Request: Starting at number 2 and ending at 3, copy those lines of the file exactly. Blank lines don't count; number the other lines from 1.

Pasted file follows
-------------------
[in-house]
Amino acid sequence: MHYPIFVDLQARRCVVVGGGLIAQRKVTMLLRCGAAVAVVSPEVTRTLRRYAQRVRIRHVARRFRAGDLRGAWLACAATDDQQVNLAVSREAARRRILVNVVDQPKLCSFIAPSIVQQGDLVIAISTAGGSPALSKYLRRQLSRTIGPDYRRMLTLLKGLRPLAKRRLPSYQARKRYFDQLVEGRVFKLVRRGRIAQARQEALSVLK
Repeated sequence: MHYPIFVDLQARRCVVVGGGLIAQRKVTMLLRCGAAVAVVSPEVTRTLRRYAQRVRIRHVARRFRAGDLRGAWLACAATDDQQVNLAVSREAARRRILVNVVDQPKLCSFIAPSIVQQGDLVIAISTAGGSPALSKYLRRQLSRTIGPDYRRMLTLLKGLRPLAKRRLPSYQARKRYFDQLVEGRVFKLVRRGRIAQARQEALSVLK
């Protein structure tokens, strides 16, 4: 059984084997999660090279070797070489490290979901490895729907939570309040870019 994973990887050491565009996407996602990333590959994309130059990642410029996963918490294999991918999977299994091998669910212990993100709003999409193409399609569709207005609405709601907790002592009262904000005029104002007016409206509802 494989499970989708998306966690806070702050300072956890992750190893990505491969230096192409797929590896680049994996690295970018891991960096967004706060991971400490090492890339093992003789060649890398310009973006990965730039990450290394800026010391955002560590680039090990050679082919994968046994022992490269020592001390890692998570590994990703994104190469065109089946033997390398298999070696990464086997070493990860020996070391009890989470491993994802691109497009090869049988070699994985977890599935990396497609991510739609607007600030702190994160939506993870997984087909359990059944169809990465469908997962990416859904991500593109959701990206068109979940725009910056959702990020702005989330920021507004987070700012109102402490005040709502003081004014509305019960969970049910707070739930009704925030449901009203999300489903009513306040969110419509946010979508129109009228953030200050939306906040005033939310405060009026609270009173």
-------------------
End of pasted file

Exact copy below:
Amino acid sequence: MHYPIFVDLQARRCVVVGGGLIAQRKVTMLLRCGAAVAVVSPEVTRTLRRYAQRVRIRHVARRFRAGDLRGAWLACAATDDQQVNLAVSREAARRRILVNVVDQPKLCSFIAPSIVQQGDLVIAISTAGGSPALSKYLRRQLSRTIGPDYRRMLTLLKGLRPLAKRRLPSYQARKRYFDQLVEGRVFKLVRRGRIAQARQEALSVLK
Repeated sequence: MHYPIFVDLQARRCVVVGGGLIAQRKVTMLLRCGAAVAVVSPEVTRTLRRYAQRVRIRHVARRFRAGDLRGAWLACAATDDQQVNLAVSREAARRRILVNVVDQPKLCSFIAPSIVQQGDLVIAISTAGGSPALSKYLRRQLSRTIGPDYRRMLTLLKGLRPLAKRRLPSYQARKRYFDQLVEGRVFKLVRRGRIAQARQEALSVLK